Friday, March 25, 2011

Beaglemania - Linda O. Johnston


Beaglemania
A Pet Rescue Mystery
Linda O. Johnston
Berkley Prime Crime

Mystery

As the head administrator of HotRescues, Lauren Vancouver has a lot on her hands. HotRescues is a no-kill shelter funded privately by a super-chain of pet stores called, of course, HotPets. Lauren takes care of her charges, runs the books for the place, and oversees adoptions. One of the least savory aspects of her job is finding out about puppy mills. Rumors spread fast through formal and informal channels in the shelter business, and Lauren hears about a raid going on nearby. When she arrives, she’s horrified to find Efram Kiley, an erstwhile volunteer at Hot Rescues on the premises. He claims he heard about the rescue and is only there to help, but it soon becomes clear that he had a hand in the puppy mill.

Not only in the mill, but in the four tiny beagle puppies tossed into a nearby storm drain. Clearly, Efram thought he could cover his crimes by disposing of the living evidence. Naturally, Laruen bans Efram from the premises of HotRescues. Naturally, the lowlife makes threats against the people and animals at HotRescues. Not so naturally, Lauren finds Efram at the shelter, dead. The high-tech camera system and crack security team saw nothing and Lauren immediately becomes the prime suspect. A few more nasty incidents at the shelter only seem to point the finger of suspicion more firmly in her direction. Taking a cue from animal-rights lawyer Kendra Ballantyne, Lauren decides that she owes it to herself and her animal friends to do a little investigating of her own.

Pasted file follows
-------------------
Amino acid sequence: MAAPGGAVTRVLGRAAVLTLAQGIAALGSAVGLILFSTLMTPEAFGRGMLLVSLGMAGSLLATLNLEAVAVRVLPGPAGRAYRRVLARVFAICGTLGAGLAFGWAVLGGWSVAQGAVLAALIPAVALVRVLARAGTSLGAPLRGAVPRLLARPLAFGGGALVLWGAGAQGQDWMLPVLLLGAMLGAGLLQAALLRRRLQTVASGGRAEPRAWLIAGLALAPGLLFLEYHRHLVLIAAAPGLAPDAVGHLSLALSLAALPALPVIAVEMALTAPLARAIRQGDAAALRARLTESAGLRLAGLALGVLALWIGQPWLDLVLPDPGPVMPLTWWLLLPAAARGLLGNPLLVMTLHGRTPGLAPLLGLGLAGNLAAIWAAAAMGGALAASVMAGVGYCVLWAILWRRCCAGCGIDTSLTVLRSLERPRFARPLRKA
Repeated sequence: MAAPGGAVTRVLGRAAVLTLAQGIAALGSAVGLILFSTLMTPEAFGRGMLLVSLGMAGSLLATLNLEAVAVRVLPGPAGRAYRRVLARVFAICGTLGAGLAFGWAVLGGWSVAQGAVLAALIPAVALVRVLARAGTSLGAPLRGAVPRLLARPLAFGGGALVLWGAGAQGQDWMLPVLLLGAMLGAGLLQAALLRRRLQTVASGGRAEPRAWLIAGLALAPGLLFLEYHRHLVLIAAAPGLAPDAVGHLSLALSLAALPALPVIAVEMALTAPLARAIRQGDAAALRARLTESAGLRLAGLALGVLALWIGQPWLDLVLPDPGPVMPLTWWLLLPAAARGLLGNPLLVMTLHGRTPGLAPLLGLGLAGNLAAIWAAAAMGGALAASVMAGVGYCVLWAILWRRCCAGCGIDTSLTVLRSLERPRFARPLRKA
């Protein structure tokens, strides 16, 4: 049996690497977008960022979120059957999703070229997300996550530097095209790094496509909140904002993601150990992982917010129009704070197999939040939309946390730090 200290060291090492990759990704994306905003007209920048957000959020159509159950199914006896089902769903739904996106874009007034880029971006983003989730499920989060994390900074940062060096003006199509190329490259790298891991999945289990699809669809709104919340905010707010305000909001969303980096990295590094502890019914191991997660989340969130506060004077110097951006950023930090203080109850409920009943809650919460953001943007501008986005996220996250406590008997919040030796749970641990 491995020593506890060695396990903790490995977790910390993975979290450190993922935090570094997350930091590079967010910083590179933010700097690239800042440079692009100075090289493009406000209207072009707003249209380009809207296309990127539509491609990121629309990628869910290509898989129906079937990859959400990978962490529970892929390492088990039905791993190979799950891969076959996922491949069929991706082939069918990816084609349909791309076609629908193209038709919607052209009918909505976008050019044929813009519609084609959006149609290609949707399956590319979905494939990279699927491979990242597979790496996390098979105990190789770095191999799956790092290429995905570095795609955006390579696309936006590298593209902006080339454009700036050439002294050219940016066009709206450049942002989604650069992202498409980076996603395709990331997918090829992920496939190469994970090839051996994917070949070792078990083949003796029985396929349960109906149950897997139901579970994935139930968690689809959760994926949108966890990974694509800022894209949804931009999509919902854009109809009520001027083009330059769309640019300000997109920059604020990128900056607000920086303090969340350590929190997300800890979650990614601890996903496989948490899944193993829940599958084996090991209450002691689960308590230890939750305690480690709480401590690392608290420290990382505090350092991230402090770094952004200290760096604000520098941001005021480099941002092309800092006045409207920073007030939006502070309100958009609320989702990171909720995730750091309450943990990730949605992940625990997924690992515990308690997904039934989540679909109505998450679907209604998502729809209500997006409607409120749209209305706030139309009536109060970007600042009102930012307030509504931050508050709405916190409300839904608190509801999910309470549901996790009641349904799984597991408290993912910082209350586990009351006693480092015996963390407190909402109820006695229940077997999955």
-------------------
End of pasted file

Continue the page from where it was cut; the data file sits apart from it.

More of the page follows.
This is the first installment in a new series by the author of the Kendra Ballantyne series. It’s interesting to see the sort of spin-off series take shape, as Lauren needs to hire a lawyer, and hires one from Kendra’s practice. I may be a bit biased, since I firmly believe that every animal in every shelter deserves a loving forever home, and so I’m pretty sympathetic toward Lauren and her cause. The scenes of Lauren going through her daily routine at the shelter are a bit bittersweet, knowing that, for every animal that ends up in a place like this, there are many more that meet less fortunate ends.

Although I’m disposed to like this series, this effort feels uneven. Lauren, who has no investigative experience, decides to make a list of suspects and question every one of them. It’s completely unrealistic to think that Efram’s relatives (who know that Lauren considered him an animal-abusing monster, since he was) would talk to her at all, let alone give her any useful information. Yet, this is what happens. I know the story needs to move forward, but there’s no reason the puppy mill operators or Efram’s lawyer would give Lauren the time of day. The book mainly focuses on the animals, with the mystery a sort of subplot that’s just too easy to solve. Still, anyone who feels this strongly about animal rights gets not only my respect, but my continued support.

Rating: 6
March 2011
ISBN# 978-0-425-24021-2 (paperback)

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